Taliban insurgents launched coordinated assaults on several Afghan cities on Sunday, including the capital, Kabul, where high profile targets were attacked. As part of what the Taliban called its "spring offensive," militants fired rocket-propelled grenades at Kabul's NATO headquarters, as well as the city's British and German embassies. What does the violence say about the Islamist insurgents' capabilities? Here, four lessons for the West:
1. The U.S. gains nothing by staying
"We have done what we came for," says Charles P. Pierce at Esquire. "Osama bin Laden is as dead as Lord Kitchener; the al Qaeda network, at least in Afghanistan, is in a shambles." But we simply "do not have the power to enforce a stable government on a country that so manifestly resists the notion, especially when it comes from foreigners." So what's the point in staying until the planned withdrawal in 2014, other than to take that blame for more and more of the suffering of Afghan civilians? If the weekend attacks proved anything, it's that the Taliban will "be able to do this again in two weeks, a month, every six months."
2. Afghan forces have a long way to go
The government of Afghanistan insists the attacks failed, says Tim Marshall at Sky News, because the Taliban suffered most of the casualties and Afghan forces put down the assaults with no help from NATO. But "it took Afghan forces 18 hours to subdue about a dozen fighters and even then they required the help of Norwegian special forces." That's not a good sign. Nor is it encouraging that the Taliban fighters were able to strike deep in the heart of Kabul, suggesting "a failure in intelligence and probably help from the inside."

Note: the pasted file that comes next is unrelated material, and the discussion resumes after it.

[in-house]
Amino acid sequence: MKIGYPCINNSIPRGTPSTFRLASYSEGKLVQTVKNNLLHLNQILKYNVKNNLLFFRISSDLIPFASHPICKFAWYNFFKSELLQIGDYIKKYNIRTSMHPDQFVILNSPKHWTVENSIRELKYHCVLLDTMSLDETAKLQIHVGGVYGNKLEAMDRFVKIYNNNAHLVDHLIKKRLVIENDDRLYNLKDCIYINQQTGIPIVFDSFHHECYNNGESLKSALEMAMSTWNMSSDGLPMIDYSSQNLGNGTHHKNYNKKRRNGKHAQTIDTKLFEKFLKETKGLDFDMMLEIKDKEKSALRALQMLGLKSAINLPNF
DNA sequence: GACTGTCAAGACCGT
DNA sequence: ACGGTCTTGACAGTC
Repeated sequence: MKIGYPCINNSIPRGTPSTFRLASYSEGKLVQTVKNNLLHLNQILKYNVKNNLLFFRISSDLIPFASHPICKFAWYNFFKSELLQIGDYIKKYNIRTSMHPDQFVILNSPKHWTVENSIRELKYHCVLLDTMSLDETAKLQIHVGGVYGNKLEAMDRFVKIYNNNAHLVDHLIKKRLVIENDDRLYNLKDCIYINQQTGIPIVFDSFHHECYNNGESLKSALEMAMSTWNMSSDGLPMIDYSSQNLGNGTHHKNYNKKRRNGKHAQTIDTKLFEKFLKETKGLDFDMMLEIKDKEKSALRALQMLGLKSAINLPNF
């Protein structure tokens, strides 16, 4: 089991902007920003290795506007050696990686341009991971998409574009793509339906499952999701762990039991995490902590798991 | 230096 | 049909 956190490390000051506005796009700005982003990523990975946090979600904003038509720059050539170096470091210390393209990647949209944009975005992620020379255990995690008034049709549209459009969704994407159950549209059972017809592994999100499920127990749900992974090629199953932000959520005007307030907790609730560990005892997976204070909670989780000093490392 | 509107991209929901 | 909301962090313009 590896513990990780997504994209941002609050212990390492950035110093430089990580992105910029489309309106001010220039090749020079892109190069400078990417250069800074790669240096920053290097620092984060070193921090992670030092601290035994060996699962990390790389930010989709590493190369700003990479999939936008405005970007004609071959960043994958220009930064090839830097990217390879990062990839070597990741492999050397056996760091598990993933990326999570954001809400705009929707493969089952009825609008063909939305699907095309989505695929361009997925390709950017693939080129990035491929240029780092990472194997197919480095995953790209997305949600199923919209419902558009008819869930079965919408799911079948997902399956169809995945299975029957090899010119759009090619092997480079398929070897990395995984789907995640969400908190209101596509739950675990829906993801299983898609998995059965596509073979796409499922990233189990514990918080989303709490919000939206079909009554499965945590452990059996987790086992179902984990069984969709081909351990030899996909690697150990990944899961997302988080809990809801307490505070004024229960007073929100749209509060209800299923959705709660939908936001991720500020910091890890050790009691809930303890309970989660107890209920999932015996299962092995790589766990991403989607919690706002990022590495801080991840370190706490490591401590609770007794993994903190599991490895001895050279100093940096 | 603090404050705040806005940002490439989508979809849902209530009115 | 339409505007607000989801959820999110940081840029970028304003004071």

3. The Taliban's symbolic victories are still victories
"The value of the Sunday Taliban attacks is more symbolic than strategic," says Scott Baldauf at The Christian Science Monitor, especially given that Afghan security forces managed to contain the situation without calling for foreign help. "But by deploying small numbers of fighters to a variety of locations in Kabul's diplomatic quarter, the Taliban has played to its own strength — of creating a sense of insecurity among the Afghan population, and generating headlines that will embarrass both the Afghan government and its Western backers." In a war for hearts and minds, that counts for something.
4. Pakistan is not doing its part
Just when the U.S. and Pakistan "seemed to be patching up their vital but troubled relationship," say Chris Brummitt, Rahim Faiez, and Deb Riechmann at The Associated Press, these attacks "will likely re-ignite anger in Washington over Pakistan's unwillingness to crack down on militants using its territory as a base to target neighboring Afghanistan." Still, the Obama administration will have to be careful, weighing the effect that "any public criticism of Pakistan may have on the country's cooperation with [the U.S.] in other areas, including getting supplies to troops in Afghanistan and negotiating peace with insurgents there."